Whoa! Slow down! Or else…

There have been rumblings over the past few years about companies that are throttling customer bandwidth and, in some instances, canceling their service. I can confirm one of the rumors, having worked for the company, and I would tend to believe the other rumors. The problem with most of these situations is that none of these companies ever solidly defines what will result in throttling or loss of service. In fact, most of them merely put clauses in their Terms of Service that states that the bandwidth they are purchasing is not sustained, not guaranteed, etc.

Once particular company has been in the news as of late, having cut customers off time and time again. In fact, they have, what appears to be, a super-secret internal group of customer support representatives that deal with the “offenders.” Really, I’m not making this up. Check out this blog entry. This is pretty typical of companies that enact these types of policies. What I find interesting here is how Comcast determines who to disable. According to the blog entry by Rocketman, Comcast is essentially determining who the top 1% of users are for each month and giving them a high-usage warning. The interesting bit is that this is almost exactly how my previous employer was handling it.

Well, apparently Comcast has come out with a statement to clarify what excessive usage is. According to Comcast, excessive usage is defined as “a user who downloads the equivalent of 30,000 songs, 250,000 pictures, or 13 million emails.” So let’s pull this apart a little. The terms they use are rather interesting. Songs? Pictures? How is this even close to descriptive enough to use? A song can vary wildly in size depending on the encoding method, bitrate, etc. So the same song can range from 1 MB to 100 MB pretty easily. How about pictures then? Well, what kind of pictures? After all, thumbnails are pictures too. So, again, we can vary the size of a picture from 10 KB to 10 MB, depending on the size and detail of the picture. And, of course, let’s not forget emails. An average email is about 10 KB or so, but these can also range up to several MB in size.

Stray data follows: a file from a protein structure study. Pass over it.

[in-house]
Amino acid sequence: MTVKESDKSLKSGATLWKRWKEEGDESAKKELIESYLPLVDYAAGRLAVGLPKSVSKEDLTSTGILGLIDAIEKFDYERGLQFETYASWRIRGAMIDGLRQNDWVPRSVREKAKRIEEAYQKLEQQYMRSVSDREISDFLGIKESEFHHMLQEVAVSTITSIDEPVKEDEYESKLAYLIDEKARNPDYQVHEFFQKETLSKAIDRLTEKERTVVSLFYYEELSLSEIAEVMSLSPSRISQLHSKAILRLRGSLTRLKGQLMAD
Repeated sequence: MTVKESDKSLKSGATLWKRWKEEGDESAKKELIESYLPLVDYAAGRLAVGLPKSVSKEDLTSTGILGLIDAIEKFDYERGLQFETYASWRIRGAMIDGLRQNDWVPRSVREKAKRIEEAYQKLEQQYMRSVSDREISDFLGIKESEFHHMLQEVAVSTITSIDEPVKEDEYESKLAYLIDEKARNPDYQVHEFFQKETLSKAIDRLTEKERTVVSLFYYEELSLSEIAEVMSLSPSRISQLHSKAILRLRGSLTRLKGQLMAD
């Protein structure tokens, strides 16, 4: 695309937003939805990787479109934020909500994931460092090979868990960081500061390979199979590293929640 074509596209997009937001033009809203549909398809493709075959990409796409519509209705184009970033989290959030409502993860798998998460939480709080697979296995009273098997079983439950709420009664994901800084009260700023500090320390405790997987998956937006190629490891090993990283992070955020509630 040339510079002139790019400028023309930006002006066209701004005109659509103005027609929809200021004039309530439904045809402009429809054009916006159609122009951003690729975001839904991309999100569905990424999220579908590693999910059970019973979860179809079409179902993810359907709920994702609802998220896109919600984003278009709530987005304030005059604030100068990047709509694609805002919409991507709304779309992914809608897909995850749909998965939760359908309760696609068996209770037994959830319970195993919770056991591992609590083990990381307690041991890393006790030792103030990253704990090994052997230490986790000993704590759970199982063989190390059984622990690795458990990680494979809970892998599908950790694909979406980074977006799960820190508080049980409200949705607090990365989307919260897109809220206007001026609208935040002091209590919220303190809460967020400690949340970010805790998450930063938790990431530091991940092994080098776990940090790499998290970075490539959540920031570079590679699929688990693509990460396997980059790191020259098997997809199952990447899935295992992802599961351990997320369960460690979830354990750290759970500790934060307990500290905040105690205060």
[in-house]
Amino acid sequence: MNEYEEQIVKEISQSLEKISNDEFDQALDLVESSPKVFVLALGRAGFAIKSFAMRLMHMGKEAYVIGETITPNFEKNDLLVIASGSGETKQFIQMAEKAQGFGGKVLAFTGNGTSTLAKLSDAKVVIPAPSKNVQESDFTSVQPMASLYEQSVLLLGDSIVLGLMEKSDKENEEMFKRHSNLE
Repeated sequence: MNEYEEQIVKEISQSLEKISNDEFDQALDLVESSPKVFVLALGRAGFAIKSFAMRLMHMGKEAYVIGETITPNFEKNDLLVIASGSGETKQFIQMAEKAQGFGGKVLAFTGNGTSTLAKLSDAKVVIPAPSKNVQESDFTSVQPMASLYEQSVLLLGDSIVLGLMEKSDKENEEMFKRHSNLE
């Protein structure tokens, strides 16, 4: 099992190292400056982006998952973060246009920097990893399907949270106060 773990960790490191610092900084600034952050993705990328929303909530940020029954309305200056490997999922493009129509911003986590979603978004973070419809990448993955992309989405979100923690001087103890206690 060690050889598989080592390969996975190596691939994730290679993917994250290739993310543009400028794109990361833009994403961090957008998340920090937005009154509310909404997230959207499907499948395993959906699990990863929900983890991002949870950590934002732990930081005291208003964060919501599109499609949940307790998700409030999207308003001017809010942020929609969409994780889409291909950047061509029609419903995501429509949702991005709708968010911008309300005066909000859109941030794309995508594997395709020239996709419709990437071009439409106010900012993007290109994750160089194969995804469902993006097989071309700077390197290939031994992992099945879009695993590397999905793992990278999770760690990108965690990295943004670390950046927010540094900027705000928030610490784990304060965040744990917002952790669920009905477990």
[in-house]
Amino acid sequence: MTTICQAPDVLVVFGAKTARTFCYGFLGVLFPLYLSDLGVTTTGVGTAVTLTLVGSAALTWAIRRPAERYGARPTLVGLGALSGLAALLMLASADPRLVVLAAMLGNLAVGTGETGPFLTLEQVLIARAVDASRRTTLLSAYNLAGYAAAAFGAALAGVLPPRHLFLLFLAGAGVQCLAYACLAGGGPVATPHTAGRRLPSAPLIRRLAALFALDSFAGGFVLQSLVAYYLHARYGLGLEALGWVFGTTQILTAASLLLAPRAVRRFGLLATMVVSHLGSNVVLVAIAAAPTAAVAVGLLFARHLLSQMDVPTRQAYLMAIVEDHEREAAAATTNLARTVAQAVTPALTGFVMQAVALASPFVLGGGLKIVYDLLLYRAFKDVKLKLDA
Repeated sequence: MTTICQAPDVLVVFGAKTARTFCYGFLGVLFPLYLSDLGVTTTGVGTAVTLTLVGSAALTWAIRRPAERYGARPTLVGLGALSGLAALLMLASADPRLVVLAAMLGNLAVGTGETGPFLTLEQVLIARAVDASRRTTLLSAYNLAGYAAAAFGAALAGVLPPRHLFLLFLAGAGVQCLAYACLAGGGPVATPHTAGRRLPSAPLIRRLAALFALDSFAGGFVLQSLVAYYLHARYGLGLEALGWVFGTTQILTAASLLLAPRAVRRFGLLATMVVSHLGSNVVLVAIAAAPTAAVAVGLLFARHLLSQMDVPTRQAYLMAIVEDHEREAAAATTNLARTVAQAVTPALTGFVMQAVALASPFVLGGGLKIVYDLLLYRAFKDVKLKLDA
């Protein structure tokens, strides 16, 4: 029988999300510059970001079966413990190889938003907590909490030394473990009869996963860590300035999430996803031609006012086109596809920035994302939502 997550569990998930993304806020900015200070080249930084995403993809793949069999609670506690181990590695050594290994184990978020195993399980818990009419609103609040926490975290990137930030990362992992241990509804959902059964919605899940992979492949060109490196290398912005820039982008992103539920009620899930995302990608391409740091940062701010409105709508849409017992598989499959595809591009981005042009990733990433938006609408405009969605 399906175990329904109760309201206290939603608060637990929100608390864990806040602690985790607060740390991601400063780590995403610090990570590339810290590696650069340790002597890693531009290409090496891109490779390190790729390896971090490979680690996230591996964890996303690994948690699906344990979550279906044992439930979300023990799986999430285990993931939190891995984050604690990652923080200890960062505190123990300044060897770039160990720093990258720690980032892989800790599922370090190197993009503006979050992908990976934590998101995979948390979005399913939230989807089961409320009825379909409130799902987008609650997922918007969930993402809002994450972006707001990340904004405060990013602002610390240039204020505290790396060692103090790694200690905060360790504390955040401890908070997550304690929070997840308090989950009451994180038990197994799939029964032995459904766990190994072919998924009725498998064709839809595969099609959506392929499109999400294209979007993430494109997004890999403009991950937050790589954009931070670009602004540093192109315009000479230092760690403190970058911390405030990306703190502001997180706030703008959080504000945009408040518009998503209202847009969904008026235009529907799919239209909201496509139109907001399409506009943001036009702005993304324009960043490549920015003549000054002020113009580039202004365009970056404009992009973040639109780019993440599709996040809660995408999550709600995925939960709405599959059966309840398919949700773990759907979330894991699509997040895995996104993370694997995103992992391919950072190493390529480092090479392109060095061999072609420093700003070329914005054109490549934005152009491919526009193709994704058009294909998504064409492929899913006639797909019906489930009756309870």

So let’s try out some simple math on this. Email seems to be the easiest to deal with, so we’ll use that. 13 Million emails in one month, assuming a 10 KB average size for each email, results in approximately 130 GB of data. That’s only an average of 50 KB per seconds over the course of 30 days. If we assume a user is only on the computer for 8 hours a day, that’s an average of 150KB per second for the entire 8 hours each day. Of course, we don’t normally download at such a consistent rate, it’s much more bursty in nature.

Now, I don’t believe the average user is going to download this much data, but there are business professionals who could easily exceed this rate. But I think the bigger issue here is how these companies are handling these issues. They advertise and sell access rates ranging anywhere from 3 Meg to 10 Meg and then get upset when the customers actually use that bandwidth. Assuming a 3M profile, that means you can download something in the range of 972 GB of data in one month. 10M is even more fun, allowing a max rate of about 3.2 TB. Think about that for a minute. That means you can only use about 13% of a 3M profile, and 4% of a 10M profile before they’ll terminate your service.

While I understand that providers need to ensure that everyone receives a consistent, reliable service, I don’t believe they can treat customers like this. We’ll see how this turns out over time, but I expect that as video becomes more popular, you’ll see customers that exceed this rate on a much more consistent basis. I wonder how providers will handle that…

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